F for Francis – Saint Francis – Francis Punyalan!

OK this is a small trick but then I did not want to take a sub-par movie and frame a review for it just for the sake of the Blogging Challenge. Plus I don’t know how frequent my writing will be post Feb-17 – so any bit of spare time with access to the internet will result in something being written and published for the Blogging Challenge.

The movie in question is actually a sweet little gem titled ‘Pranchiyettan and the Saint’ starring Mammooty.

The movie is the tale of a simple rice trader played by Mammootty who is quite rich; but lacks sophisitcation or a great education. A chance encounter of his with that of Punyalan St. Francis of Assisi and how his life changes is what is depicted in the story. 

Co-starring Jagadhi Sreekumar, Priya Mani, Tini Tom, Khushboo and others; this is a feel-good movie that reiterates the simple logic that ‘sincerity of purpose and a noble heart’ willhelp things get done. It is not one’s wealth, education or titles and awards that matter; but the desire and willingness to help others that counts.

Jagadhi is hired as a tutor to help coach a boy in clearing his Board Exams. The sequences involving Jagadhi and the boy are hilarious!

Innocent who plays Vasu Menon has some of the best lines in the movie and his interactions with Mammootty and the quest for praise and awards is really well done. There is a humourous take on an Oscar-winner shamelessly satirising Resul Pookutty’s achievements.

The movie was scripted, produced and directed by Ranjit and released in 2010. The movie was a phenomenal success and was a clean and hilarious look at modern society and the idiosyncrasies of its people!

D for Devasuram

Mangalaserry Neelakandan, ah the name evokes so many memories. This was the movie that established Mohanlal’s mass appeal for another generation of movie-lovers. With a story by Ranjith based on a real life character called Mullasserry Rajagopalan. The story examines the concept of ‘karma’ the fruits of our actions in an entertaining manner.

The movie was directed by acclaimed movie-maker IV Sasi someone who has given hits with both the Mohanlal and Mammootty. The tale is set in a Kerala village and traces the rivalry of two well-off heirs of strong independent and rich clans. Mangalaserry Neelakandan played by Mohanlal and Mundakkal Shekaran played by Napoleon. Neelakandan whiles away his time and money in idle pursuits of alcohol, some music, some dance and general fun; while his estate is managed by Warrier played by Innocent in a really well done role.

In a skirmish Neelakandan’s friend kills Shekaran’s uncle accidentally and Shekaran plots his revenge aiming to destroy Neelakandan.

In the interim, the romantic interlude arrives in the form of Bhanumathi played by Revathi – a classical dancer. In a burst of male ego, Neelakandan uses his influence to force Bhanumathi to dance in his house instead of letting her perform at the temple festival. This is deemed an insult as a dance dedicated to the gods ends up as a performance for a demon-like man. Bhanumathi curses Neelakandan at the end of the performance and walks away in tears. This mellows Neelakandan and he attempts to change and helps Bhanu’s family and tries to convince her to resume dancing again. But Bhanu steadfastly refuses to do so.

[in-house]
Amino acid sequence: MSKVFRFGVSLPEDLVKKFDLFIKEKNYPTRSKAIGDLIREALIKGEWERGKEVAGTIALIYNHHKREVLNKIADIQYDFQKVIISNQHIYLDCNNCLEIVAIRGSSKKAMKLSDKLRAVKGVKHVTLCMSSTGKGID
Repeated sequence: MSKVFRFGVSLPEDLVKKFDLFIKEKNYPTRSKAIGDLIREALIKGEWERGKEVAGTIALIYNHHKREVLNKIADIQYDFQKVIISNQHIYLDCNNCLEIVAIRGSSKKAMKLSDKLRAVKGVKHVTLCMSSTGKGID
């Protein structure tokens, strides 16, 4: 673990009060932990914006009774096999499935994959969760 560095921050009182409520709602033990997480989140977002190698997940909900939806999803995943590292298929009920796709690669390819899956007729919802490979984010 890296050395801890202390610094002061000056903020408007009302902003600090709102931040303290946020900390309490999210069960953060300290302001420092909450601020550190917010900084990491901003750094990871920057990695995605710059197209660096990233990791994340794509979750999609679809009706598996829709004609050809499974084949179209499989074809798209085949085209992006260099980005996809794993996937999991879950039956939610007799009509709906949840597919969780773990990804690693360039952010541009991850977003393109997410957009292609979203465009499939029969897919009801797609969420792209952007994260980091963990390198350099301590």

There is a moment of epiphany, when Neelakandan’s widowed mother confesses that in reality he is not the progeny of the hailed Managalserry tharavad but he is a bastard son, born of another man. As Neelakandan’s world crumbles around him he realises that all his bravado, pumped up super-arrogant male ego and wealth is the result of a lie. The viewer slowly sees a gentler and more humane side of Neelakandan and Bhanu also realises that an iota of goodness and humanity exists in the demon. One night Shekaran and his gang attack Neelakandan and injure him seriously causing grievous injury to Neelakandan’s legs.

Bhanu realises that her curse has proved true and is ridden by guilt. With care, love and Ayurvedic treatment she nurses Neelakandan back to good health and invariably falls in love with him. Neelakandan tries to distance himself from Bhanu considering her future and even attempts to arrange a dance performance for her in Delhi. But as things pan out – she professes her love for him and with the blessings of Warrier their wedding is arranged.

All this while Shekaran continues to simmer in anger and plans to once again wreak havoc in the life of Neelakandan by insulting him in front of the whole village. He arranges for Bhanu to be abducted and kept in captivity and then at the temple festival begins beating Neelakandan he keeps taunting him telling if he retaliates his men would kill Bhanu. Blow after blow rains on Neelakandan and he bears the pain fearing for the love of his life.

Friends to the rescue:
Neelakandan’s friends rescue Bhanu and as this message reaches Neelakandan, the demon within him is unleashed and a brutal man-to-man hand-to-hand combat begins between the two. Eventually in a powerful climax Neelakandan picks up a ceremonial sword and cuts off Shekaran’s right hand; proclaiming – ‘Enough is enough Shekaran, I want to live in peace and for that I am taking this hand of yours.’

Music:
With lyrics by Girish Puttencherry, music by MG Radhakrishnan and a rousing background score by SP Venkitesh the soundtrack was exceptional. Angopangan sung by KS Chitra, Sooryakireedam by MG Sreekumar and Sree Paadam by MG Sreekumar and KS Chitra evoke a lot of emotions.

The movie was a blockbuster and set the benchmark for Mohanlal’s larger than life image. Some years later a sequel titled ‘Ravanaprabhu’ was released with MOhanlal in a double-role as father and son and retained the core cast of Devasuram. Ravana Prabhu also did good business with a melodious number – Ariyaadhe, Ariyaadhe’ picturised on Mohanlal and Vasundhara Das.

I present the climax of the movie available on YouTube – power-packed finish! Watch the full movie, you will not be disappointed!